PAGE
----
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Thread: Waymo simulation study shows hypothetical big reduction in fatal crashes

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    Default Waymo simulation study shows hypothetical big reduction in fatal crashes

    Waymo says autonomous cars could have prevented most fatal Chandler crashes in 10-year period

    Ryan Randazzo
    Arizona Republic

    https://www.azcentral.com/story/mone...es/4581203001/
    Last edited by Steve O; 04-08-2021 at 01:09 PM.

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    Wonder how many environmental variables were considered in the simulation... On the drunk driver example, what if there was another oncoming car behind the drunk driver? How would Waymo choose which head-on collision is "better"?

    You may recall the Uber autonomous car that struck and killed a woman crossing the road with her bike few years back? Here's a good article on the likely causes:

    https://www.theinformation.com/artic...bjects-on-road

    I suspect much has improved since this incident, but still, the machine is only as good as the hooman that programs it.

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    I've spent some of my career in autonomous vehicles and simulation.

    I'm extremely skeptical of their claims.

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    My IT perspective: sounds like bullshit that I'd expect from a PR person misrepresenting what you get with some modern-ish software development techniques like test-driven development and machine learning.

    You do your best to build a computer system that handles whatever input comes its way. And to test your work, you throw Test Cases at it, and make sure you get the Desired Results. You adjust your system until you get the Desired Results. And then you pray that the systen can also cope with new inputs after it Goes Into Production.

    If you're building an autonomous car, you collect data about past crashes and use that as some of your Test Cases. You make sure your simulation of those past tragedies results in your simulated auto avoiding the same simulated awful outcome. Real driver killed a Crazy Ivan? Use the simulator to try to ensure your auto executes an acceptable course of action in a simulated copy of that scenario.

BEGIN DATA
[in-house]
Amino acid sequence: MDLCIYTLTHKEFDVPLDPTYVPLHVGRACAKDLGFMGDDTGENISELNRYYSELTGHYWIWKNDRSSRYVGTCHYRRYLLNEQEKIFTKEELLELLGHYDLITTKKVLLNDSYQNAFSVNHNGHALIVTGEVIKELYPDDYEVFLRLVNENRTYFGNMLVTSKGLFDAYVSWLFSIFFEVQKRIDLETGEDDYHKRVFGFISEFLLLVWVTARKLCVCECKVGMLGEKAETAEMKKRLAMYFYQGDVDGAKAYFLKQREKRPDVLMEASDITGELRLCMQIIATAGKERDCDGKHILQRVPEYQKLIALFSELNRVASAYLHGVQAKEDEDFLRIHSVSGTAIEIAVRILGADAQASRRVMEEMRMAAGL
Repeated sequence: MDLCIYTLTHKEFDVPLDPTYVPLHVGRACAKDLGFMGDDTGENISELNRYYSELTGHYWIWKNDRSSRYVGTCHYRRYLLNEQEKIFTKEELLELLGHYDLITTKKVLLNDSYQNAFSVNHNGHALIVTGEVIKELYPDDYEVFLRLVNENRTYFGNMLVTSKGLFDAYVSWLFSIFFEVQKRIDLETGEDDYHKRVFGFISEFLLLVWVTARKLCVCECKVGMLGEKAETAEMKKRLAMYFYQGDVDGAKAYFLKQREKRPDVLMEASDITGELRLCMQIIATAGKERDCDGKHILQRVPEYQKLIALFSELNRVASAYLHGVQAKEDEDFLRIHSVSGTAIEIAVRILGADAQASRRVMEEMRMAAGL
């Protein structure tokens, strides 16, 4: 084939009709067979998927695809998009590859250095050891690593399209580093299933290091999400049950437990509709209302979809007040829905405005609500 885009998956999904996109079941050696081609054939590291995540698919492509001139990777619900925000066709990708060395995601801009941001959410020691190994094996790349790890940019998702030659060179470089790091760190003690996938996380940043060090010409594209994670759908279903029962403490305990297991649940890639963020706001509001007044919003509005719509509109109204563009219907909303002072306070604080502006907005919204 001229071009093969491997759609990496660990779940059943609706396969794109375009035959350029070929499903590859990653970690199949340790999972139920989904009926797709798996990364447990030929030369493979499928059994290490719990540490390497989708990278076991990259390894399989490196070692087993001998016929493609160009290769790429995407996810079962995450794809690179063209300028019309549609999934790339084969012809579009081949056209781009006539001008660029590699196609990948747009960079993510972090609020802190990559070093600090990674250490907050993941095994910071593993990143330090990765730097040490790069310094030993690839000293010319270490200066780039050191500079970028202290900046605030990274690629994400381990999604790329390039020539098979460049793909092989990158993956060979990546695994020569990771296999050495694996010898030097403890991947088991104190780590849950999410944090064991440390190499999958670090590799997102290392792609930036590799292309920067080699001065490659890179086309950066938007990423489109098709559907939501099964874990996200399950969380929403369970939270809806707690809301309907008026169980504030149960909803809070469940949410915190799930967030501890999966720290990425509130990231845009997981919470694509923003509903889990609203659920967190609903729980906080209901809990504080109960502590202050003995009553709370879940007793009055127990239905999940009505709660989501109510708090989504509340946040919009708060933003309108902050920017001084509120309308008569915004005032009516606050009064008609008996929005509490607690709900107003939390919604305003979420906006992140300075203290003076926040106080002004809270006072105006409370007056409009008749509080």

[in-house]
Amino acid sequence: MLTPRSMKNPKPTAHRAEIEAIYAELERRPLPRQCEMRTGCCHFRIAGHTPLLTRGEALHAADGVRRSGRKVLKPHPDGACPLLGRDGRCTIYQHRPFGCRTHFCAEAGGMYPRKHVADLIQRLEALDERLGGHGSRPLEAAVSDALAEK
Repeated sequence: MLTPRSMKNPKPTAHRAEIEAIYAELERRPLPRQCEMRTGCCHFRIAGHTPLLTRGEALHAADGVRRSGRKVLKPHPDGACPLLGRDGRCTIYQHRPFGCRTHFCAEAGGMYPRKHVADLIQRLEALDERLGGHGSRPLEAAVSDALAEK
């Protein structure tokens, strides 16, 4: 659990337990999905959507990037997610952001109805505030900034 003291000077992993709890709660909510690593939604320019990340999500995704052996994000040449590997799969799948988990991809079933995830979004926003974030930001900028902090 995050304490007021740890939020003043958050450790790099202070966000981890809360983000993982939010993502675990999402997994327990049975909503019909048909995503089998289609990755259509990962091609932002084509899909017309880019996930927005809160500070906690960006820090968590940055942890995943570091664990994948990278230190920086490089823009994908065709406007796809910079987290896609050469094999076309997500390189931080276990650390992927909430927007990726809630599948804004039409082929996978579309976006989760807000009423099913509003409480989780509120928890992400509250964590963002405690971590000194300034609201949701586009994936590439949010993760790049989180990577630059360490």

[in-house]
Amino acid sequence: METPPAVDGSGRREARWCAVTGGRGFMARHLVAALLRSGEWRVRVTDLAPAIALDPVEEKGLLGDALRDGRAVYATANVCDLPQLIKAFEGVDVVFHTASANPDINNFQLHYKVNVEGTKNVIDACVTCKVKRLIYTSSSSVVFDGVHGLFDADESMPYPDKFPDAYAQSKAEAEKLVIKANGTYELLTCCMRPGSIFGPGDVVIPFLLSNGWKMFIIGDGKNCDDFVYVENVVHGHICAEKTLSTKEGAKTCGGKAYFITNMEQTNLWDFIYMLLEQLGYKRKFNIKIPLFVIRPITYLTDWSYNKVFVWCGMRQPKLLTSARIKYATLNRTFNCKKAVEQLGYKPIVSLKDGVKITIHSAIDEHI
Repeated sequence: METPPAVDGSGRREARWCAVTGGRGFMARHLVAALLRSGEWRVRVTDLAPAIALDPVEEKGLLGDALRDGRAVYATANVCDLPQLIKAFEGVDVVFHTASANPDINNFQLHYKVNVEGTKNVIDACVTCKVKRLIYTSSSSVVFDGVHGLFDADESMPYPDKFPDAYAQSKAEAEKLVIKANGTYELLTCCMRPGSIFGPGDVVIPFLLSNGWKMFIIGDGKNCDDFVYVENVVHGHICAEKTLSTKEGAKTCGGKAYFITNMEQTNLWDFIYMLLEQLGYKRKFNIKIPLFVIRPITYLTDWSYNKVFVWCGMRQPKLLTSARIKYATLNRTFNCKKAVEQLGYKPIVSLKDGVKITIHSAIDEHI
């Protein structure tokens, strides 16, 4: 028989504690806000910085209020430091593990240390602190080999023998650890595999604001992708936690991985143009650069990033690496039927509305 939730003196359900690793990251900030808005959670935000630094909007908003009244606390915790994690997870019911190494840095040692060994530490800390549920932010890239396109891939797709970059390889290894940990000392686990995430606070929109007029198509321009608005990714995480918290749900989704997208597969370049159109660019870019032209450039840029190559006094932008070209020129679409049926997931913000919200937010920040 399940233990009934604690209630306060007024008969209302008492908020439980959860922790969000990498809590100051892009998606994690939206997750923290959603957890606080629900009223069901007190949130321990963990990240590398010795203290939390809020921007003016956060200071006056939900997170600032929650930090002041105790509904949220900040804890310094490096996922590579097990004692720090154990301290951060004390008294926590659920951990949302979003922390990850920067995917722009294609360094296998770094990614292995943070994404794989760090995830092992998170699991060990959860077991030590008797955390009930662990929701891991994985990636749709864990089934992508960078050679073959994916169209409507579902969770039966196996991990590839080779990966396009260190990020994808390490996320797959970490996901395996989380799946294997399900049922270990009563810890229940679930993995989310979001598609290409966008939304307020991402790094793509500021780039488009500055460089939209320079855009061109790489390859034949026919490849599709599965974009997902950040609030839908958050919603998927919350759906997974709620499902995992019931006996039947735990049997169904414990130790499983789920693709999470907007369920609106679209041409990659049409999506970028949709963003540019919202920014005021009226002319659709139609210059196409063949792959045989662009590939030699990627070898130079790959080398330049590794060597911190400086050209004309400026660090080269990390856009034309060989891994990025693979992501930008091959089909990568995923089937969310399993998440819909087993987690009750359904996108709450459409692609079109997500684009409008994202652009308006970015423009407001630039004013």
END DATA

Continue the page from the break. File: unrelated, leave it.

But in real life, you're gonna get a different Crazy Ivan, in a different situation. Maybe this new one is wearing grey and harder to see. Maybe his speed is less conssitent. Maybe there are two Ivans. Or three. Or it's an irregular intersection. Or there's significantly different weather. The fact that your simulation (which is likely incomplete -- are you really accounting for all factors? Debris on roadway? Asphalt condition? Impefect wheel balancing? Glare off oncoming windshields?) avoided the one well-documented Ivan from seven years ago doesn't mean you're gonna not crash into next week's Ivan. Especially if you pulled a Volkswagen emissions hack and tailored your system to the data about those past incidents.

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    Quote Originally Posted by peterw_diy View Post
    My IT perspective: sounds like bullshit that I'd expect from a PR person misrepresenting what you get with some modern-ish software development techniques like test-driven development and machine learning.

    You do your best to build a computer system that handles whatever input comes its way. And to test your work, you throw Test Cases at it, and make sure you get the Desired Results. You adjust your system until you get the Desired Results. And then you pray that the systen can also cope with new inputs after it Goes Into Production.

    If you're building an autonomous car, you collect data about past crashes and use that as some of your Test Cases. You make sure your simulation of those past tragedies results in your simulated auto avoiding the same simulated awful outcome. Real driver killed a Crazy Ivan? Use the simulator to try to ensure your auto executes an acceptable course of action in a simulated copy of that scenario.